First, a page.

The first ever World Ventilation Day highlighted the growing public health crisis linked to poorly ventilated buildings.
Campaigners, scientists, academics, and engineers led a global social media campaign and ran a series of international events demonstrating how good ventilation reduces exposure to deadly viruses and pollutants.
World Health Organisation (WHO) child health advocate Rosamund Adoo Kissi-Debrah told an event organised by the Building Engineering Services Association (BESA) that children will continue to die unless governments and the ventilation industry work together to address poor indoor air quality (IAQ).
“The NHS will not be able to reduce its waiting lists until we clean up our air,” she said. “It is also much easier to control the indoor air than the outdoor – so tackling IAQ is a great way to give people back power over their own environment and save lives.”
The WHO has established that 3.8 million premature deaths worldwide are linked to poor indoor air out of a total of 8.7 million from pollution.
“We have to be clear about this…bad IAQ leads directly to deaths,” said Kissi-Debrah, who also warned that there was a new ‘ghost generation’ of children who, since the pandemic, have stayed at home and are at particular risk.
Damp and mould
World Ventilation Day (#WorldVentil8Day) also took place the day after Rochdale Coroner’s Court ruled that the death of two-year-old Awaab Ishak was directly linked to his exposure to damp and mould in a poorly ventilated flat.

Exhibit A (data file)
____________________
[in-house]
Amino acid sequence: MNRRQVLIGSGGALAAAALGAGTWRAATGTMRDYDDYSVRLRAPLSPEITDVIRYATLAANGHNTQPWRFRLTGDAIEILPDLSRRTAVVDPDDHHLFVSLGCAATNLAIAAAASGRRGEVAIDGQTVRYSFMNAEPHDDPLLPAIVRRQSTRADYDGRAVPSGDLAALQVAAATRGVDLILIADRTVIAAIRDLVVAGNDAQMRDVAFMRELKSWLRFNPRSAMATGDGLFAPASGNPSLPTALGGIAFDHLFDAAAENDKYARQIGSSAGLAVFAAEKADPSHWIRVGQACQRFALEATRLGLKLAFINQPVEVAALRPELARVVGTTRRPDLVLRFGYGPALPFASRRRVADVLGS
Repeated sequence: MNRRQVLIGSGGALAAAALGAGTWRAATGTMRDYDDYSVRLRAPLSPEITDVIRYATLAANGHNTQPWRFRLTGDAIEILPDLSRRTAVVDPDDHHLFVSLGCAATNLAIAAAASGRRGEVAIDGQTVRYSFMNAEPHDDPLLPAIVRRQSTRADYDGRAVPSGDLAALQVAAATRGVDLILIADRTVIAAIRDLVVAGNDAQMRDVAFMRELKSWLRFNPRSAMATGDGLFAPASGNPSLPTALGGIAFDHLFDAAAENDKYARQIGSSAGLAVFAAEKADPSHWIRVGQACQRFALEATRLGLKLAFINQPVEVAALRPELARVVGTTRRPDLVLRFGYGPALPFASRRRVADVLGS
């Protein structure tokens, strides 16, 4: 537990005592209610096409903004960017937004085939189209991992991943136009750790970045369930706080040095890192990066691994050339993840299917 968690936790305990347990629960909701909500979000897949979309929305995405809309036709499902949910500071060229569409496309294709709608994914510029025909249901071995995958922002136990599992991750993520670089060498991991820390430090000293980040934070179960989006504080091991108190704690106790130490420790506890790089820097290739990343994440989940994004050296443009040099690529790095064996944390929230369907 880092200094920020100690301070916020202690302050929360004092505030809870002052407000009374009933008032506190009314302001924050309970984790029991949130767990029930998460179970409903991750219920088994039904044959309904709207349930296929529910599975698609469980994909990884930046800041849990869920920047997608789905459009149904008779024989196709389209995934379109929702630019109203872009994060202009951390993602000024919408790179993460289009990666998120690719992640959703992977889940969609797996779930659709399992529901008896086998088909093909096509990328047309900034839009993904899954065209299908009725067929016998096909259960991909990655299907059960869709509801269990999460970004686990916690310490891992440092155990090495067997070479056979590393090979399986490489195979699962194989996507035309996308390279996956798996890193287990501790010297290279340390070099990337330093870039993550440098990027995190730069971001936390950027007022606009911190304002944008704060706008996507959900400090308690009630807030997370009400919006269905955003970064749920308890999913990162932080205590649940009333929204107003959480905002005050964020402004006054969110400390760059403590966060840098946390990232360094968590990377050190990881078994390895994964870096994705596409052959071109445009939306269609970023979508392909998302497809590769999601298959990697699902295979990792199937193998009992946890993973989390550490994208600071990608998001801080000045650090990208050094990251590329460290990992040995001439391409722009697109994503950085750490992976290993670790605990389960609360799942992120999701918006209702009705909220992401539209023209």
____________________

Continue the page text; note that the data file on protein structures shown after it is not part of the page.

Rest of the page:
“Poor ventilation is a public health crisis, and I will be raising it directly with the Prime Minister,” said Kissi-Debrah, who has been campaigning for cleaner air since the death of her daughter Ella from a severe asthma attack linked to air pollution in 2013 and is supported by London Mayor Sadiq Khan.
Several speakers at the BESA event, hosted by Airflow Developments in High Wycombe, said the importance of this issue should also inspire more people to take up careers in ventilation and IAQ.
“We must remind people working in building ventilation that what they do is really important and has a direct impact on the health of the public,” said George Friend, chair of the BESA Ventilation Group. “When people go to work in the morning, they want to feel that they are making a difference…they want to deliver some value. Our industry does that.”
However, delivering that message to a wider audience should be a priority, according to several speakers who said young people would only be inspired to take up careers in ventilation if the industry shocked people into action, and explained how the problem could be solved.
“World Ventilation Day will only be successful if we both highlight the issues and show how they can be tackled,” said BESA technical director Graeme Fox. “Many of the solutions are relatively easy and cost-effective to implement – and as well as cleaning up the indoor air can improve the overall performance of buildings to help us achieve our net zero goals.”